language into which C# and other languages are compiled. Examples of C#
    code account for a substantial fraction of the book.
    Many of the examples show intermediate code into which example C#
    code has been translated. Early on, I found these translations and
    the appendix useful for getting a feel for the intermediate language.
    After a chapter or two, I started skipping over the translated versions.
    Eliminating most of these translated versions would make the book
    significantly shorter without compromising the discussion.
    The book has a chatty writing style that is probably intended to be
    friendly. There is nothing inherently wrong with using this idea in
    scientific and engineering writing, but this book's presentation comes
    across as paternalistic and verbose. For me, the last straw, and the
    cause of my writing this review, is a flowery sentence in the chapter
    summary on page 212:
    "In this way, attributes are like a breath of fresh air -- in one
    fell swoop releasing the shackles that have bound developers for so
    many years."
    Some of the writing is equally painful to read, and distracting. Writing
    improvements and better editing could clarify the book and make it, say,
    20% shorter. Problems include the excessive and not-quite-correct
    use of the words "however" and "although", frequent use of the word
    "I" in a book with two authors, and referring to terms that have not
    yet been defined. Some of the book's examples are framed in terms of
    Microsoft Windows topics; even someone intimately familiar with Windows
    might feel that the material to be explained does not require the amount
    of text that this book uses to set up its examples.
    The book, published by Microsoft Press, refers to the intermediate
    language almost exclusively as MSIL, for "Microsoft Intermediate
    Language". There is apparently a distinction between MSIL and CIL
    ("common intermediate language"). The book's index has some two dozen
    entries for MSIL, but just one entry for CIL. This entry points to
    page 548. The relationship between CIL and MSIL, whatever it is, is
    important enough that it needs to be explained in the first few pages,
    and indexed! This and similar cases in the book give the impression
    that the C# language is a Microsoft product for Microsoft platforms only.
    It appears, though, that this is not Microsoft's intent, and that C# is
    not evolving in this way. See, for example,, or numerous
    articles on the web about the adoption of C# and common language
    infrastructure for standards by the European Computer Manufacturers
    Association (ECMA).
    When reading about something familiar in this book, such as C# concepts
    that are similar in C++, I went through the material quickly and skipped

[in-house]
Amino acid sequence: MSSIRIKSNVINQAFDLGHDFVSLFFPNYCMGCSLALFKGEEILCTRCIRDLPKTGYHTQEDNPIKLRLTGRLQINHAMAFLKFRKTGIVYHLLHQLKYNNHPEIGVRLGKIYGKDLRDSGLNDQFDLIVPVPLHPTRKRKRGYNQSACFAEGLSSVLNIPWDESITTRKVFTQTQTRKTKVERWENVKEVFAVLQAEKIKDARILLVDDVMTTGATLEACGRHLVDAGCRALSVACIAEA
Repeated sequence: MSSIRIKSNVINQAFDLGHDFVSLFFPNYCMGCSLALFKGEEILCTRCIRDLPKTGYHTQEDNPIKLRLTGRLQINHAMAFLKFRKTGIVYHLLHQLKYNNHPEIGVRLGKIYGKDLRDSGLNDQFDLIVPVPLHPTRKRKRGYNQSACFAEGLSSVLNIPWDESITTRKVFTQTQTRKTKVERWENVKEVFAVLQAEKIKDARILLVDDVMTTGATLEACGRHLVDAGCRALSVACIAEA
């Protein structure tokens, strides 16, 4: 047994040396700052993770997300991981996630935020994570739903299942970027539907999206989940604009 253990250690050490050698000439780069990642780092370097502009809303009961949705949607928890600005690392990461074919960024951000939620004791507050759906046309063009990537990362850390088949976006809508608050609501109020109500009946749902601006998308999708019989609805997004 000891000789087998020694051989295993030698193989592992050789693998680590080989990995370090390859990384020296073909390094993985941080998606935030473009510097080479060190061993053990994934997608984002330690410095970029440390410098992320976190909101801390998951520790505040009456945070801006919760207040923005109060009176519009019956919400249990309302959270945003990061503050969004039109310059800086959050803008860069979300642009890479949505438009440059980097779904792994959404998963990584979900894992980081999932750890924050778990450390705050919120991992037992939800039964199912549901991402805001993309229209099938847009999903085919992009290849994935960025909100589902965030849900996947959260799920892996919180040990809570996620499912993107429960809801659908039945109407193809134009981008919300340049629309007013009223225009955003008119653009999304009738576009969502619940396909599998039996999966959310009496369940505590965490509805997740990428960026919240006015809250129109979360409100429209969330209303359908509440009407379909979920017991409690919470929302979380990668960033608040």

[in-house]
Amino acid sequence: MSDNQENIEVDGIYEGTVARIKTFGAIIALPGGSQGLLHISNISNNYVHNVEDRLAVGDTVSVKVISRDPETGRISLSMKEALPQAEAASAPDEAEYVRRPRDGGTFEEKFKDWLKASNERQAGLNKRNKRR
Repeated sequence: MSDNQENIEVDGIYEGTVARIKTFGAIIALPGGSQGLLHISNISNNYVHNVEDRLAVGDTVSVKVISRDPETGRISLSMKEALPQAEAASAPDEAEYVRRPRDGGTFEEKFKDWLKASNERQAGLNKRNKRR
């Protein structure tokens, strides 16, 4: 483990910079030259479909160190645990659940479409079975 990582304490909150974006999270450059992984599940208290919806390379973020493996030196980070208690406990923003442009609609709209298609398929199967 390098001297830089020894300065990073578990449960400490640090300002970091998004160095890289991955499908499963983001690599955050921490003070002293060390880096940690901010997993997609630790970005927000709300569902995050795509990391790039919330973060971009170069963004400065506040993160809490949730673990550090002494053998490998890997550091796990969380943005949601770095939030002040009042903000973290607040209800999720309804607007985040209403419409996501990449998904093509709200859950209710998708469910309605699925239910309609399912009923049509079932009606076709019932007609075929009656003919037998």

many of the examples; with less-familiar topics, I found myself reading
    the material and then seeking clarification elsewhere. It's often nice
    for readers to have multiple sources when learning something new, but
    in the case of C#, a clearer book can probably be written for the
    same audience while presenting less of a need to use multiple sources.
    Particularly for experienced developers, using other books to learn C#
    should be more efficient than using this one.

  • Having been bitten before by the hype of a Miscrosoft Press book, I was a little worried when this book finally arrived. However, I can honestly say that this book met and even exceeded my expectations. It is by far the best beginner level book on learning C# on the market. I would like to have seen a bit more .net class stuff, however I didn't take off for that on my ranking because the book's focus is C# and not .net. Having said that, the book does contain a couple of the absolutely best chapters on the .net topics of multithreading and com interoperability available. With regards to the C# language, the book took its time in presenting subject matter without being overly verbose or condescending. I especially liked the fact that as one reviewer said, each topic had at least one demo to further explain what the author was saying and many topics had multiple demos - each building on the previous. I definite good buy in my opinion.

  • Well I heard that C# was supposed to be the new hot thing, so i decided to buy a few books about it.
    But after reading 1/2 this book in a day I can tell you one thing, don't buy this book!
    The first 1/2 of the book it just talks about the .net and gives hardly any code.
    Finally on chapter five it starts talking about classes, interfaces and all that good stuff. But his examples are so short and dumb.
    Finally on chapter 10 he talks about the expressions and operators and how to use the loops. To me it makes no sense why he started talking about OOP stuff before he covered the basics on how to do loops and expersions.
    Finally at the end there is some other stuff that i haven't read yet ;-0.
    But in general I thought his examples were crappy, and short. With the book there is a cd rom that contains all the files and examples he made, and it only adds up to about 1.2 megs!
    The last programming book I bought was Programming Windows with MFC and the author had great examples.
    My advice is to to find another book if you want to learn how to program c#